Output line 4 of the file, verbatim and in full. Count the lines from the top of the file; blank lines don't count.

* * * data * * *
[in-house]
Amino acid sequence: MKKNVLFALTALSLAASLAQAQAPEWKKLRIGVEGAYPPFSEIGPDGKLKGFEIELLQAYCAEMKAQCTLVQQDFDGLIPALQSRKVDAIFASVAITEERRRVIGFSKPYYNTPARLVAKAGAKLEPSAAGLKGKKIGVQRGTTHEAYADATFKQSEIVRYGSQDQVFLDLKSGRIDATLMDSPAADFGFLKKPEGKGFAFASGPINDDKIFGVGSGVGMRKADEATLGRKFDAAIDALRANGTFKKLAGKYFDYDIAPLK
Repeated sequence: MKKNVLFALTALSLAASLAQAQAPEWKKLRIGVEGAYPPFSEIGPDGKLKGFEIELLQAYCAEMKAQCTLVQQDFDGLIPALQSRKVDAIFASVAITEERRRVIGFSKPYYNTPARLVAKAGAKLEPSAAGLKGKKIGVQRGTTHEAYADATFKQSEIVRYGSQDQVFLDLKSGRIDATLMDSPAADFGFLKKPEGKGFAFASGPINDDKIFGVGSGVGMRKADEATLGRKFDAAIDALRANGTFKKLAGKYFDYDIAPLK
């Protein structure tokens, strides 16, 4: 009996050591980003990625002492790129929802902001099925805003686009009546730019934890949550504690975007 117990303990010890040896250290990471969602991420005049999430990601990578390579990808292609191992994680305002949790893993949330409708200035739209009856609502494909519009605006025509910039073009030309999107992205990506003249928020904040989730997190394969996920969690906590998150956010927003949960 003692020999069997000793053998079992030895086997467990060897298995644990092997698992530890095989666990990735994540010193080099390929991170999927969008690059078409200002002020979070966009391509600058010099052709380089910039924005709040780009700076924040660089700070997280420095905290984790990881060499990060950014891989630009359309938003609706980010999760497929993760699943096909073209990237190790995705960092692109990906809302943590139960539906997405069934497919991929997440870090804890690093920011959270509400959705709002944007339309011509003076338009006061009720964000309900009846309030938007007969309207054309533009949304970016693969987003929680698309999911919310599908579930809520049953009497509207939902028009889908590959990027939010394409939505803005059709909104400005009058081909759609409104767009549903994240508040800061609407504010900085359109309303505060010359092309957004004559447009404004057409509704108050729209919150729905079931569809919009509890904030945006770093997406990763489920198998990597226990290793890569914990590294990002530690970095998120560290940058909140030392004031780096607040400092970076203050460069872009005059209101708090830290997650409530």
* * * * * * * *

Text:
């Protein structure tokens, strides 16, 4: 009996050591980003990625002492790129929802902001099925805003686009009546730019934890949550504690975007 117990303990010890040896250290990471969602991420005049999430990601990578390579990808292609191992994680305002949790893993949330409708200035739209009856609502494909519009605006025509910039073009030309999107992205990506003249928020904040989730997190394969996920969690906590998150956010927003949960 003692020999069997000793053998079992030895086997467990060897298995644990092997698992530890095989666990990735994540010193080099390929991170999927969008690059078409200002002020979070966009391509600058010099052709380089910039924005709040780009700076924040660089700070997280420095905290984790990881060499990060950014891989630009359309938003609706980010999760497929993760699943096909073209990237190790995705960092692109990906809302943590139960539906997405069934497919991929997440870090804890690093920011959270509400959705709002944007339309011509003076338009006061009720964000309900009846309030938007007969309207054309533009949304970016693969987003929680698309999911919310599908579930809520049953009497509207939902028009889908590959990027939010394409939505803005059709909104400005009058081909759609409104767009549903994240508040800061609407504010900085359109309303505060010359092309957004004559447009404004057409509704108050729209919150729905079931569809919009509890904030945006770093997406990763489920198998990597226990290793890569914990590294990002530690970095998120560290940058909140030392004031780096607040400092970076203050460069872009005059209101708090830290997650409530």